WeWork plans to go public following major SPAC deal

26 Mar 2021

Image: © Sundry Photography/Stock.adobe.com

WeWork has agreed to a merger with BowX Acquisition that values the company at $9bn and will finally see it go public.

More than a year after WeWork withdrew its IPO, the flexible workspace company looks set to go public following a multibillion-dollar deal with BowX Acquisition, a special purpose acquisition company (SPAC).

The office space provider has agreed to merge with the SPAC in a deal that values WeWork at approximately $9bn including debt and provides it with a cash injection of $1.3bn.

A SPAC is a blank-cheque shell company that raises money from investors and is listed on a stock exchange. The SPAC then merges with an established company and takes it public – in this case WeWork. This is an approach that has exploded in popularity over the last year as a way to take companies public as it can be quicker than the traditional IPO route.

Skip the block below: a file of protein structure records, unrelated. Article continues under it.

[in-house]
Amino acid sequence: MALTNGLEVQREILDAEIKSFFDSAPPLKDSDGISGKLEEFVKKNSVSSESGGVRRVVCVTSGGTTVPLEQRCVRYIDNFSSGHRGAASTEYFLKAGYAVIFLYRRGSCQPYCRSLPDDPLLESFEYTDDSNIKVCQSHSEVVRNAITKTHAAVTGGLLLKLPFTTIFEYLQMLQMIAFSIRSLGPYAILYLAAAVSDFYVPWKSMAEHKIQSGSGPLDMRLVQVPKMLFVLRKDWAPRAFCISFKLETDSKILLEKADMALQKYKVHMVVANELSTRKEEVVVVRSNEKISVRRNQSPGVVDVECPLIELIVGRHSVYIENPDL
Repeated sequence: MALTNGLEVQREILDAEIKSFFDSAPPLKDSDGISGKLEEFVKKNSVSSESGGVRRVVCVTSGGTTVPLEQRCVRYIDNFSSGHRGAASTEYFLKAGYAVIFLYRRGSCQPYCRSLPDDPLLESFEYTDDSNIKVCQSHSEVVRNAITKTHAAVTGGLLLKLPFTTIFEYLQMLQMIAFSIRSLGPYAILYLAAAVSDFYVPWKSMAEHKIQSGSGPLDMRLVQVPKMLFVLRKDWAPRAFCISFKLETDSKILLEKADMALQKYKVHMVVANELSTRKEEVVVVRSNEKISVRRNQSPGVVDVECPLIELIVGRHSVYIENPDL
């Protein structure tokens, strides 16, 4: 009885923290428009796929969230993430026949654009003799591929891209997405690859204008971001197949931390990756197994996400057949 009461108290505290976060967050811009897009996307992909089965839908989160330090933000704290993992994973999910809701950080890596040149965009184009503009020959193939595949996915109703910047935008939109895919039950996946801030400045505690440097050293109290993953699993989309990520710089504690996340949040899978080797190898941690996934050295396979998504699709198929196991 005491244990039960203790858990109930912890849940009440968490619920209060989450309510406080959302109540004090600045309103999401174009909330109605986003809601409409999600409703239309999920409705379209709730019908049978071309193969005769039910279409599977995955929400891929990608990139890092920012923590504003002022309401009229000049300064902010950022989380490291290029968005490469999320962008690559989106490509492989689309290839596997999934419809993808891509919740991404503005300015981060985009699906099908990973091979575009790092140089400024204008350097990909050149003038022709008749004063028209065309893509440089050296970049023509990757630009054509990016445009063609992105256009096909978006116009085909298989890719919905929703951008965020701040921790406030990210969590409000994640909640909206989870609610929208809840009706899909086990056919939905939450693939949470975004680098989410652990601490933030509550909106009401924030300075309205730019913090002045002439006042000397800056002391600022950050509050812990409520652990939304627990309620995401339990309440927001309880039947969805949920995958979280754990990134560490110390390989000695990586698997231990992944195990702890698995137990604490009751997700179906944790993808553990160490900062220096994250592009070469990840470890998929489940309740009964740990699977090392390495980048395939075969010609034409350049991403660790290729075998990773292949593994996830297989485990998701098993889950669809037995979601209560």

For WeWork, the road to becoming a publicly traded company has been a rocky one. It first announced its plans for an IPO in April 2019, but later that year there were reports of delays and valuation issues. SoftBank, one of the company’s biggest backers, also asked WeWork to shelve its IPO dreams.

By October 2019, after a protracted period of public scrutiny and questions about the company’s leadership, the IPO plans were well and truly ended and SoftBank took over 80pc of the company in a bailout deal. The dramatic twists and turns saw WeWork’s value drop from $47bn to an estimated $7.5bn, although its former CEO, Adam Neumann, still walked away from the deal as a billionaire.

Since 2019, WeWork said that it has made progress towards transforming its business through a strategic plan that included expense management efforts, exits of non-core businesses and portfolio optimisation.

The $1.3bn cash injection from the BowX Acquisition deal includes $800m from investors including Starwood Capital and Fidelity Management and Research Company.

Vivek Ranadivé, chair and co-CEO of BowX Acquisition, said WeWork is at “an inflection point” and has a fantastic core business.

“This company is primed to achieve profitability in the short-term, but the added long-term opportunity for growth and innovation is what made WeWork a perfect fit for BowX,” he said.

The transaction, which has been approved by the boards of WeWork and BowX, is expected to close by the third quarter of 2021.

Jenny Darmody is the editor of Silicon Republic